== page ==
Whether court can relax requirement of production of certifi

Whether Court can relax requirement of production of certificate U/S 65B of Evidence Act for proving electronic evidence?


Though in view of Three-Judge Bench judgments in Tomaso
Bruno and Ram Singh (supra), it can be safely held that
electronic evidence is admissible and provisions under
Sections 65A and 65B of the Evidence Act are by way of a
clarification and are procedural provisions. If the
electronic evidence is authentic and relevant the same can
certainly be admitted subject to the Court being satisfied
about its authenticity and procedure for its admissibility may
depend on fact situation such as whether the person producing
such evidence is in a position to furnish certificate under
Section 65B(h).
(8) Sections 65A and 65B of the Evidence Act, 1872 cannot be
held to be a complete code on the subject. In Anvar P.V.
(supra), this Court in para 24 clarified that primary evidence
of electronic record was not covered under Sections 65A and
65B of the Evidence Act. Primary evidence is the document
produced before Court and the expression “document” is defined
in Section 3 of the Evidence Act to mean any matter expressed
or described upon any substance by means of letters, figures
or marks, or by more than one of those means, intended to be
used, or which may be used, for the purpose of recording that
(9). The term “electronic record” is defined in Section 2(t)
of the Information Technology Act, 2000 as follows:
“Electronic record” means data, record or data
generated, image or sound stored, received or
sent in an electronic form or micro film or
computer generated micro fiche.”8
(10). Expression “data” is defined in Section 2(o) of the
Information Technology Act as follows.
“Data” means a representation of information,
knowledge, facts, concepts or instructions which
are being prepared or have been prepared in a
formalised manner, and is intended to be
processed, is being processed or has been
processed in a computer system or computer
network, and may be in any form (including
computer printouts magnetic or optical storage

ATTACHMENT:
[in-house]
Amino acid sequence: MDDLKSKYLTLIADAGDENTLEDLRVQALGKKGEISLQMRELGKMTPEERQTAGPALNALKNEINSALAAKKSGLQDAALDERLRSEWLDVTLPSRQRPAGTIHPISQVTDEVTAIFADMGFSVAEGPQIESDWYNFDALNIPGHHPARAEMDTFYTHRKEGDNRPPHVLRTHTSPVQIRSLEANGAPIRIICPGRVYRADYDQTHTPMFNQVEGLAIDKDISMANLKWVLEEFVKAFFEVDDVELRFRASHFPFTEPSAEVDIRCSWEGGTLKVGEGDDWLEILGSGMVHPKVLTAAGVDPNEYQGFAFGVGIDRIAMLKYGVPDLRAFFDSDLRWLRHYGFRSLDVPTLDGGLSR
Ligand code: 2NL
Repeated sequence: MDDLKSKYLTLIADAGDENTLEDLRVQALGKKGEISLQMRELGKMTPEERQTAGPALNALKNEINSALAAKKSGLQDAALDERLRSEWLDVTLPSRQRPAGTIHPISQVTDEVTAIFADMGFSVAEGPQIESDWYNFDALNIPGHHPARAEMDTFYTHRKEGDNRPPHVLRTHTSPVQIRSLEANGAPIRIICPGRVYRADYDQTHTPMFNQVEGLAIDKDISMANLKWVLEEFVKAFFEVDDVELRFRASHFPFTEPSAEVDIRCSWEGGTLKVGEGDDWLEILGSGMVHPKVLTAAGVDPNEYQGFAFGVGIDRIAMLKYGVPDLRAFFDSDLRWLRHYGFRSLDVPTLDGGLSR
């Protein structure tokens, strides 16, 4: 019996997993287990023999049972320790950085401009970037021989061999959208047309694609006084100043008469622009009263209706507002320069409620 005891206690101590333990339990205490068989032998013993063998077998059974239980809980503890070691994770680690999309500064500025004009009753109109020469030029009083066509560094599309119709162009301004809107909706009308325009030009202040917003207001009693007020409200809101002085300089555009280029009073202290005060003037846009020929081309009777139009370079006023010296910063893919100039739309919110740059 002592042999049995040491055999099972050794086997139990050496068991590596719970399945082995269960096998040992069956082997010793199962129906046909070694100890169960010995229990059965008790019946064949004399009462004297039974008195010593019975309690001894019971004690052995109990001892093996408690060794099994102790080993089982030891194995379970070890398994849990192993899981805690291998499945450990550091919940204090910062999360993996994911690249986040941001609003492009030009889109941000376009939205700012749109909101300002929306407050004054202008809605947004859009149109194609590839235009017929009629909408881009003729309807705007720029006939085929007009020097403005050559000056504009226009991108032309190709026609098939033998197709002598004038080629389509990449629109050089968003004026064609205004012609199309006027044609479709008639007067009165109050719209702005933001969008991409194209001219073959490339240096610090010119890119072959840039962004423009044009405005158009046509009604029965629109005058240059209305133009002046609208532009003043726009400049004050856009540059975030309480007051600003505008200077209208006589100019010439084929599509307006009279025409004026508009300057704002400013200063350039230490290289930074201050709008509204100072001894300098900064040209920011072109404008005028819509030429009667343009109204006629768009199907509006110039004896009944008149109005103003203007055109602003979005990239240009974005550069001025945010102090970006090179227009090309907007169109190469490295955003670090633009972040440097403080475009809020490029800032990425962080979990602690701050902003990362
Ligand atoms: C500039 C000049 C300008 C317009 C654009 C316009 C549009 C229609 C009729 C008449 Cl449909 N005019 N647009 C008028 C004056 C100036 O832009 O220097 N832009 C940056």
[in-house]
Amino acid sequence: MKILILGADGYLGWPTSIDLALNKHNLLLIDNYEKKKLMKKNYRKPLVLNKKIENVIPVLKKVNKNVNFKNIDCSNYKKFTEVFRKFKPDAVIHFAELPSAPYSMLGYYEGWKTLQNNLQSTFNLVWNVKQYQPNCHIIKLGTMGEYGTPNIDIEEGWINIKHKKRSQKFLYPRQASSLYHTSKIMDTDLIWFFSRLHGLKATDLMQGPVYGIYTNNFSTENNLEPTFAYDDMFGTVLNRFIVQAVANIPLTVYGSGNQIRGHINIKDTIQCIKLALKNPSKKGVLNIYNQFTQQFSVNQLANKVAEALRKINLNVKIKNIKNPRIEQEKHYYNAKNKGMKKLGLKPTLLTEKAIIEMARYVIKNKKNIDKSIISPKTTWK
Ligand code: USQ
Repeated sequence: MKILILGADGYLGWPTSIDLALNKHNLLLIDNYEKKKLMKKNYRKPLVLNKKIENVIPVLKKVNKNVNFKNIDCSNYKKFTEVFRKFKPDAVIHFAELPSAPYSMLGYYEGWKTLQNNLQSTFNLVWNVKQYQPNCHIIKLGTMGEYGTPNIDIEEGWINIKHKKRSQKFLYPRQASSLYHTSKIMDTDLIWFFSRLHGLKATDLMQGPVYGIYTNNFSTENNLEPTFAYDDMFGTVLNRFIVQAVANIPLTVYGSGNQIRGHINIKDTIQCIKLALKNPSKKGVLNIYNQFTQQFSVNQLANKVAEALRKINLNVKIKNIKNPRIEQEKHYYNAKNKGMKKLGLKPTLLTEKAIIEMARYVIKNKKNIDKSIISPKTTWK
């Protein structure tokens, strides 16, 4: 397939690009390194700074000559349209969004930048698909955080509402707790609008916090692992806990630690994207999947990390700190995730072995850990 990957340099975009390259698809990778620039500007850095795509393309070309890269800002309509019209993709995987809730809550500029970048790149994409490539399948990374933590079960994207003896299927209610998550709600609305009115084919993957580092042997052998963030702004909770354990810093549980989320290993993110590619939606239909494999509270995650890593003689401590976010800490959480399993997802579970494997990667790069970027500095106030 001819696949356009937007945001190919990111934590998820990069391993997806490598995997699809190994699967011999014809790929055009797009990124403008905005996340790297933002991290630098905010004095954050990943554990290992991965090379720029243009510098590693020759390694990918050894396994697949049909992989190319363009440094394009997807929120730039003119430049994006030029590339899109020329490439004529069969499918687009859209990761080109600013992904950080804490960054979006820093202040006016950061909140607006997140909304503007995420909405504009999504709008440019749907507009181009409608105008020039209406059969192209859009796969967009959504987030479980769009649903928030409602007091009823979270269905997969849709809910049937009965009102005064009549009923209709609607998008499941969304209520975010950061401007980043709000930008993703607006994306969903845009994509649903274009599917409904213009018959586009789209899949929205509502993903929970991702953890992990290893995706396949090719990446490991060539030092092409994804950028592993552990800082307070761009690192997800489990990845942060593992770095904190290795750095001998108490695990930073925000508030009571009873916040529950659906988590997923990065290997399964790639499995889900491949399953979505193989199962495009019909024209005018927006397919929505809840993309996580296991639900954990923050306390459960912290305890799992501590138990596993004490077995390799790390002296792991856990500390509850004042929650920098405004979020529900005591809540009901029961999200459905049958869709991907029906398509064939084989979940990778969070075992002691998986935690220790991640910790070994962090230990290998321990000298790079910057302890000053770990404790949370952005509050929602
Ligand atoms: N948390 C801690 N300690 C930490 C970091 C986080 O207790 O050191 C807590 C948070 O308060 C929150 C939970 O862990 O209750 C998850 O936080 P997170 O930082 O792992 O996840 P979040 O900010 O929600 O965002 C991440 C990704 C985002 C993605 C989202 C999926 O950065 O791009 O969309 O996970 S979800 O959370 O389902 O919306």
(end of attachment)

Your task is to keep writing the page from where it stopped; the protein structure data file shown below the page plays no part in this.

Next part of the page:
media, punched cards, punched tapes) or stored
internally in the memory of the computer.”
(11) The applicability of procedural requirement under Section
65B(4) of the Evidence Act of furnishing certificate is to be
applied only when such electronic evidence is produced by a
person who is in a position to produce such certificate being
in control of the said device and not of the opposite party.
In a case where electronic evidence is produced by a party who
is not in possession of a device, applicability of Sections 63
and 65 of the Evidence Act cannot be held to be excluded. In
such case, procedure under the said Sections can certainly be
invoked. If this is not so permitted, it will be denial of
justice to the person who is in possession of authentic
evidence/witness but on account of manner of proving, such
document is kept out of consideration by the court in absence
of certificate under Section 65B(4) of the Evidence Act, which
party producing cannot possibly secure. Thus, requirement of
certificate under Section 65B(h) is not always mandatory.
(12) Accordingly, we clarify the legal position on the
subject on the admissibility of the electronic evidence,
especially by a party who is not in possession of device from
which the document is produced. Such party cannot be required
to produce certificate under Section 65B(4) of the Evidence
Act. The applicability of requirement of certificate being
procedural can be relaxed by Court wherever interest of
justice so justifies.

Dated: January 30, 2018.


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